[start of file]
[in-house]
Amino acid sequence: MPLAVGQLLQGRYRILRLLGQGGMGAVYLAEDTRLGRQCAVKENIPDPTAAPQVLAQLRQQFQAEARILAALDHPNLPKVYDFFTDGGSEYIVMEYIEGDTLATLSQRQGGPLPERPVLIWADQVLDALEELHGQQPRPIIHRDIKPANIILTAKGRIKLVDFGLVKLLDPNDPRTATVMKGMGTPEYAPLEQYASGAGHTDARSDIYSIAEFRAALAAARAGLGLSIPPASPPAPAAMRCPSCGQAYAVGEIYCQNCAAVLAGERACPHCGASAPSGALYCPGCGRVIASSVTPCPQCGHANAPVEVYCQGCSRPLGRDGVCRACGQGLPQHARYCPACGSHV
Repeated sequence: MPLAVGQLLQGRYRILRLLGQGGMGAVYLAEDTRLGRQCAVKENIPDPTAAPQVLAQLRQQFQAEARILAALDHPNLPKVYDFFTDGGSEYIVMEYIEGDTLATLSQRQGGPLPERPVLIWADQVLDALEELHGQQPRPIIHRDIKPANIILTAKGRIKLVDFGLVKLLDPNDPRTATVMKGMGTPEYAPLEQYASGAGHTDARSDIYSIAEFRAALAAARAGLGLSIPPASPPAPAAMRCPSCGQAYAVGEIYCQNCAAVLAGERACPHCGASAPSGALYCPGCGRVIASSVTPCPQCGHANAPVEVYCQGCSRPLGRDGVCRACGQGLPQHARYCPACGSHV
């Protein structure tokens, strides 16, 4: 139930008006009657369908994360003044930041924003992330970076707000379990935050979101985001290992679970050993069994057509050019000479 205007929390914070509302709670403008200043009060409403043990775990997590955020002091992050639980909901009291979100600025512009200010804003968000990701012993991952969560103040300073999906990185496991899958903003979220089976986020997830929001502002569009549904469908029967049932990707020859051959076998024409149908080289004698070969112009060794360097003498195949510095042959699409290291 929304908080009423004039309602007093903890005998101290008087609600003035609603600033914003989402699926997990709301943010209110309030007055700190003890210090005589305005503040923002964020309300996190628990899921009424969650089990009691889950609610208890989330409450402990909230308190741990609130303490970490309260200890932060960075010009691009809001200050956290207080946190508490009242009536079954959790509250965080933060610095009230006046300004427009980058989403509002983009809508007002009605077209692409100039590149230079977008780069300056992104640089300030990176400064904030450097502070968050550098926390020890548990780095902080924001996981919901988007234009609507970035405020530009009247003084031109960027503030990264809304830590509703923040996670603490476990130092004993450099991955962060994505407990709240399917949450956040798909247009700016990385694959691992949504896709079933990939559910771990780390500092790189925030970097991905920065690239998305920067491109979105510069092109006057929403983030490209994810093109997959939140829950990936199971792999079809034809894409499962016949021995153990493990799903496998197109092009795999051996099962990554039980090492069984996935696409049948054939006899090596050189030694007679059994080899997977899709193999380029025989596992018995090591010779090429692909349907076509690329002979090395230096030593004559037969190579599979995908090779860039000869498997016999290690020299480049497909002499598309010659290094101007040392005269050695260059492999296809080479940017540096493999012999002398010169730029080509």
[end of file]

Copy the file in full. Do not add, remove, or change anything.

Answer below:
[in-house]
Amino acid sequence: MPLAVGQLLQGRYRILRLLGQGGMGAVYLAEDTRLGRQCAVKENIPDPTAAPQVLAQLRQQFQAEARILAALDHPNLPKVYDFFTDGGSEYIVMEYIEGDTLATLSQRQGGPLPERPVLIWADQVLDALEELHGQQPRPIIHRDIKPANIILTAKGRIKLVDFGLVKLLDPNDPRTATVMKGMGTPEYAPLEQYASGAGHTDARSDIYSIAEFRAALAAARAGLGLSIPPASPPAPAAMRCPSCGQAYAVGEIYCQNCAAVLAGERACPHCGASAPSGALYCPGCGRVIASSVTPCPQCGHANAPVEVYCQGCSRPLGRDGVCRACGQGLPQHARYCPACGSHV
Repeated sequence: MPLAVGQLLQGRYRILRLLGQGGMGAVYLAEDTRLGRQCAVKENIPDPTAAPQVLAQLRQQFQAEARILAALDHPNLPKVYDFFTDGGSEYIVMEYIEGDTLATLSQRQGGPLPERPVLIWADQVLDALEELHGQQPRPIIHRDIKPANIILTAKGRIKLVDFGLVKLLDPNDPRTATVMKGMGTPEYAPLEQYASGAGHTDARSDIYSIAEFRAALAAARAGLGLSIPPASPPAPAAMRCPSCGQAYAVGEIYCQNCAAVLAGERACPHCGASAPSGALYCPGCGRVIASSVTPCPQCGHANAPVEVYCQGCSRPLGRDGVCRACGQGLPQHARYCPACGSHV
């Protein structure tokens, strides 16, 4: 139930008006009657369908994360003044930041924003992330970076707000379990935050979101985001290992679970050993069994057509050019000479 205007929390914070509302709670403008200043009060409403043990775990997590955020002091992050639980909901009291979100600025512009200010804003968000990701012993991952969560103040300073999906990185496991899958903003979220089976986020997830929001502002569009549904469908029967049932990707020859051959076998024409149908080289004698070969112009060794360097003498195949510095042959699409290291 929304908080009423004039309602007093903890005998101290008087609600003035609603600033914003989402699926997990709301943010209110309030007055700190003890210090005589305005503040923002964020309300996190628990899921009424969650089990009691889950609610208890989330409450402990909230308190741990609130303490970490309260200890932060960075010009691009809001200050956290207080946190508490009242009536079954959790509250965080933060610095009230006046300004427009980058989403509002983009809508007002009605077209692409100039590149230079977008780069300056992104640089300030990176400064904030450097502070968050550098926390020890548990780095902080924001996981919901988007234009609507970035405020530009009247003084031109960027503030990264809304830590509703923040996670603490476990130092004993450099991955962060994505407990709240399917949450956040798909247009700016990385694959691992949504896709079933990939559910771990780390500092790189925030970097991905920065690239998305920067491109979105510069092109006057929403983030490209994810093109997959939140829950990936199971792999079809034809894409499962016949021995153990493990799903496998197109092009795999051996099962990554039980090492069984996935696409049948054939006899090596050189030694007679059994080899997977899709193999380029025989596992018995090591010779090429692909349907076509690329002979090395230096030593004559037969190579599979995908090779860039000869498997016999290690020299480049497909002499598309010659290094101007040392005269050695260059492999296809080479940017540096493999012999002398010169730029080509």